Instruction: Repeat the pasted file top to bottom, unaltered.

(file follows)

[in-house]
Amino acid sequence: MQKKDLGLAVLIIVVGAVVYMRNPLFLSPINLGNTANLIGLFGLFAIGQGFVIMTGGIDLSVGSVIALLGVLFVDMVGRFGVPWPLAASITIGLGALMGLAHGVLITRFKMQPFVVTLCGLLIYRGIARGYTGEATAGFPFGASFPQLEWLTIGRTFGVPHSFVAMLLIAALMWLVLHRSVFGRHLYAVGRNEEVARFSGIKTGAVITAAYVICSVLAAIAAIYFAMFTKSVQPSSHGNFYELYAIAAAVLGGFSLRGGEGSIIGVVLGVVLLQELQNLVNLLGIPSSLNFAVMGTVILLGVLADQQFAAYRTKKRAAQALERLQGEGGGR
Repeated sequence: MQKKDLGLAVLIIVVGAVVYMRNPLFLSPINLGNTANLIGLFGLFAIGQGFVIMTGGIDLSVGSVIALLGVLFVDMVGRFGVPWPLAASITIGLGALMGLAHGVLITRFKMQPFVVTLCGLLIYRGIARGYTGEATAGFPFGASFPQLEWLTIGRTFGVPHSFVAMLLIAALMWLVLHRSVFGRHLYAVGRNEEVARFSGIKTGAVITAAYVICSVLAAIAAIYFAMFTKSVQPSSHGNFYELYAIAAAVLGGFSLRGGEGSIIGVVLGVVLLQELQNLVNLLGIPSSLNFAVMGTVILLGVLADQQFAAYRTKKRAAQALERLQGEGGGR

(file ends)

[in-house]
Amino acid sequence: MQKKDLGLAVLIIVVGAVVYMRNPLFLSPINLGNTANLIGLFGLFAIGQGFVIMTGGIDLSVGSVIALLGVLFVDMVGRFGVPWPLAASITIGLGALMGLAHGVLITRFKMQPFVVTLCGLLIYRGIARGYTGEATAGFPFGASFPQLEWLTIGRTFGVPHSFVAMLLIAALMWLVLHRSVFGRHLYAVGRNEEVARFSGIKTGAVITAAYVICSVLAAIAAIYFAMFTKSVQPSSHGNFYELYAIAAAVLGGFSLRGGEGSIIGVVLGVVLLQELQNLVNLLGIPSSLNFAVMGTVILLGVLADQQFAAYRTKKRAAQALERLQGEGGGR
Repeated sequence: MQKKDLGLAVLIIVVGAVVYMRNPLFLSPINLGNTANLIGLFGLFAIGQGFVIMTGGIDLSVGSVIALLGVLFVDMVGRFGVPWPLAASITIGLGALMGLAHGVLITRFKMQPFVVTLCGLLIYRGIARGYTGEATAGFPFGASFPQLEWLTIGRTFGVPHSFVAMLLIAALMWLVLHRSVFGRHLYAVGRNEEVARFSGIKTGAVITAAYVICSVLAAIAAIYFAMFTKSVQPSSHGNFYELYAIAAAVLGGFSLRGGEGSIIGVVLGVVLLQELQNLVNLLGIPSSLNFAVMGTVILLGVLADQQFAAYRTKKRAAQALERLQGEGGGR